I have spent time in the State of Texas, the heartland of the oil industry, spoken with persons who live and work in the petroleum sector. Likewise, I meet folks from Trinidad, where my wife is, even those with PHDs, scholars and executives in petroleum-related disciplines who admit that oil is the subject of power play by mighty men, rich entities and strong nations over which, small countries like Guyana, have little real control.
Over the past few years, the Government has received offers of assistance from many experienced countries and leaders, including the President of Ghana who visited with us last year.

I rely on the calm Statemanship approach of President Granger in dealing with this matter.
Oil can be a bane or a bounty, a benefit or a burden and we need a calm with resolute approach in dealing with this matter.
Oil has caused the three ‘Cs,’ – Confusion, Coups and Corruption in many countries around the world. The list is long and revealing. We are dealing with mighty men, rich entities and strong nations.
I go to Eugene F. Correia Airport and witness helicopters taking off, assigned to one or two of the oil companies. More helicopters than the Government and Private Sector have, except in the Burnham days, when we had a fleet of Soviet, French, US, British and American-made Helicopters.

It is always so easily criticized, ignoring the dynamics of the real, all be it, imperfect world. When my friends, for example, say we should demand and do like what the United States does, it sounds good, but the old folks say ‘wha mouth nah load.’
When these so-called petroleum academics and homegrown experts pontificate and beat their chests, let them tell us how they would do as U.S does with dealing with large entities.
When the US tells companies and even another country to do something, and the other side fails to comply, the US has the muscle and might to ensure that their wishes become a command, so those who shout, we should do as the US, do not understand the real world in which we live.
Should I tell my neighbour’s donkey to run as long and fast as a thoroughbred? Or a little child to lift the same weight as a heavyweight lifting champion?

Let us develop and acquire skills to negotiate with the experience. We must possess the acumen to maximize diplomacy, the skill to be shrewd and the audacity to overcome odds. We must employ the above to the maximum, but not to be like the Ostrich to hide our heads in the sand.
For years, we were told we have oil, offshore and onshore.

The first real sign of oil was drilled at a site called Karanambo 1, where they came up with a light oil capable of producing 800 to 1000 barrels per day, not sufficient for a further investment.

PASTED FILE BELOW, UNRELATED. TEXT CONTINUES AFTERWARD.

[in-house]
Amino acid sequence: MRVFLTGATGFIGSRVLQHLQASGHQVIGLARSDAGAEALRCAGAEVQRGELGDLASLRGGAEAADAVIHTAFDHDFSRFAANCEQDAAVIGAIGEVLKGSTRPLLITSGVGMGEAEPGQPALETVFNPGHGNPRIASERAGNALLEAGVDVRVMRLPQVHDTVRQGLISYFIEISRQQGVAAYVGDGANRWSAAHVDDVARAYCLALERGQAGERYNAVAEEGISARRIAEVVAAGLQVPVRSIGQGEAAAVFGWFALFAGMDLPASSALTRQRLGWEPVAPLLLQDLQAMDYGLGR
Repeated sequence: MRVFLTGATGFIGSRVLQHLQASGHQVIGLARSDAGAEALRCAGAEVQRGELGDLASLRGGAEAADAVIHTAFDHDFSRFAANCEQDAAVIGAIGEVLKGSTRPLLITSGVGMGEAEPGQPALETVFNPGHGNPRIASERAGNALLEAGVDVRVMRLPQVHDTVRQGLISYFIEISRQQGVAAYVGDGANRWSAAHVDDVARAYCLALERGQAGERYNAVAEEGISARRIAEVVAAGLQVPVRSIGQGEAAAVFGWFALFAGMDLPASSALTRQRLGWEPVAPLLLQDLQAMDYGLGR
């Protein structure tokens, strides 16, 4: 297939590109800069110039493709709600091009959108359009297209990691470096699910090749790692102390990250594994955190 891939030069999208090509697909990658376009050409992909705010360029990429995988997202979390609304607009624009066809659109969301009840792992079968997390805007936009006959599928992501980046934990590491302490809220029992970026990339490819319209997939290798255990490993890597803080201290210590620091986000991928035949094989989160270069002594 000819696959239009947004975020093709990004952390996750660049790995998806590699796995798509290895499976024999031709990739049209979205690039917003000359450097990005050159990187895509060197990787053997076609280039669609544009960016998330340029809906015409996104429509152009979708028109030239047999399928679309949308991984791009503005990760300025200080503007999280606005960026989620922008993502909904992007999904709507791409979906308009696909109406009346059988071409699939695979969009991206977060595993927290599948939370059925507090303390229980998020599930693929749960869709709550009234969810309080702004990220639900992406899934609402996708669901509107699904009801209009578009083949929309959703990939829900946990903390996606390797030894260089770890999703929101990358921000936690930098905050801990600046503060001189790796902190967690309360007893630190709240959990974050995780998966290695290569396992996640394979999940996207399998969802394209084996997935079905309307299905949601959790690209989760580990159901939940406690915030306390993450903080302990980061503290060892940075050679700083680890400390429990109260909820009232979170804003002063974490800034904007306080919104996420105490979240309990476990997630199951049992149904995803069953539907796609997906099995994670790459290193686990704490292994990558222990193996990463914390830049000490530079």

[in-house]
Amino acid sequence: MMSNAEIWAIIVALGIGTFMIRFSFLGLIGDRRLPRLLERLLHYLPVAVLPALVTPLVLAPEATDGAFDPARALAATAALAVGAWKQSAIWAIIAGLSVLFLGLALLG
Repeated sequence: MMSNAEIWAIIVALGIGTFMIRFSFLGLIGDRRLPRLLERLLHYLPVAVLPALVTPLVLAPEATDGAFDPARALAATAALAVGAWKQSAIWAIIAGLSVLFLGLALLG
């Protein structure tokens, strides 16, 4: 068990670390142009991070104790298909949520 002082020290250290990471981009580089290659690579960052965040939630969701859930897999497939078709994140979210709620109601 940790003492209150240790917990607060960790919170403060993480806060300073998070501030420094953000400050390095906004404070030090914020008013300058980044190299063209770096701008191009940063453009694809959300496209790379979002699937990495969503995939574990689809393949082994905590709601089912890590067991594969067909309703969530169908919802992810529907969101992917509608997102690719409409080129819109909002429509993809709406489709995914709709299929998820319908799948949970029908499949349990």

From time to time, other efforts continued, some turning up, dry wells.
First, there was Home Oil, later as a Member of the Cabinet; we were shown a vial with samples of high quality oil extracted from an area in the Takutu basin.

Later, the exploration company Hunt Oil, in that same area, claimed they could not produce oil in commercial quantities. End of Story.
As Guyanese, we welcome the reality of oil, at long last, fulfilling the dreams of many who have gone to the great beyond.
Oil is a matter for mighty men, rich entities and strong nations.

They say sometimes, half a loaf is better than no loaf. True patriots, instead of criticising everything about oil should help us navigate the best for our people, not by damnifying everything, but by constructive dialogue and difficult as it is, trying to get facts and figures.
Guyana’s entire population is less than one million souls and less than the numbers found on a busy block in Manhattan, China or Russia. Our crusaders, must accept with reality in the world which we live and set about to help this, or to help any government to deal with the petroleum conglomerates.

What will be a great advance, is this; after the elections, that the major successful political parties should meet, and an Agenda should be crafted to deal with oil and gas and come up with a menu of measures, so that when the Government speak to these petroleum conglomerates, they are not speaking for 40, 50 or 60 percent of the population but will be speaking for 99.9% of the population. This will send a clear message to those who explore for oil and other natural resources, that we are united, and we speak with one voice and overcome the old ‘bugbear’ of dividing rules.

We have seen the challenges of small countries that made powerful speeches at the U.N. and elsewhere but next, they fall prey to the wiles and wishes of the mighty men, rich entities and strong nations.
Over years, as we see from many examples, oil, diamonds and gold are being used to bring the stress and distress to many small countries.

Let us stop the saber-rattling with paper knives and forge unity that will give us a fair chance in this challenging world.

Hamilton Green